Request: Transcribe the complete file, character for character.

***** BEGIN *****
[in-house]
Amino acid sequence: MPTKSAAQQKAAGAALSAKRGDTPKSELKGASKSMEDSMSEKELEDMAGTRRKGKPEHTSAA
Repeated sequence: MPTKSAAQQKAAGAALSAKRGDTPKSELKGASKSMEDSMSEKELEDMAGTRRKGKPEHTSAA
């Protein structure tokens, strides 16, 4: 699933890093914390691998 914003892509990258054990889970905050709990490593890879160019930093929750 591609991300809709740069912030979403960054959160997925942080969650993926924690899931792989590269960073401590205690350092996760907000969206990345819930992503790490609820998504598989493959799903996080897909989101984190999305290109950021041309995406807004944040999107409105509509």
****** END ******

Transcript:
[in-house]
Amino acid sequence: MPTKSAAQQKAAGAALSAKRGDTPKSELKGASKSMEDSMSEKELEDMAGTRRKGKPEHTSAA
Repeated sequence: MPTKSAAQQKAAGAALSAKRGDTPKSELKGASKSMEDSMSEKELEDMAGTRRKGKPEHTSAA
């Protein structure tokens, strides 16, 4: 699933890093914390691998 914003892509990258054990889970905050709990490593890879160019930093929750 591609991300809709740069912030979403960054959160997925942080969650993926924690899931792989590269960073401590205690350092996760907000969206990345819930992503790490609820998504598989493959799903996080897909989101984190999305290109950021041309995406807004944040999107409105509509």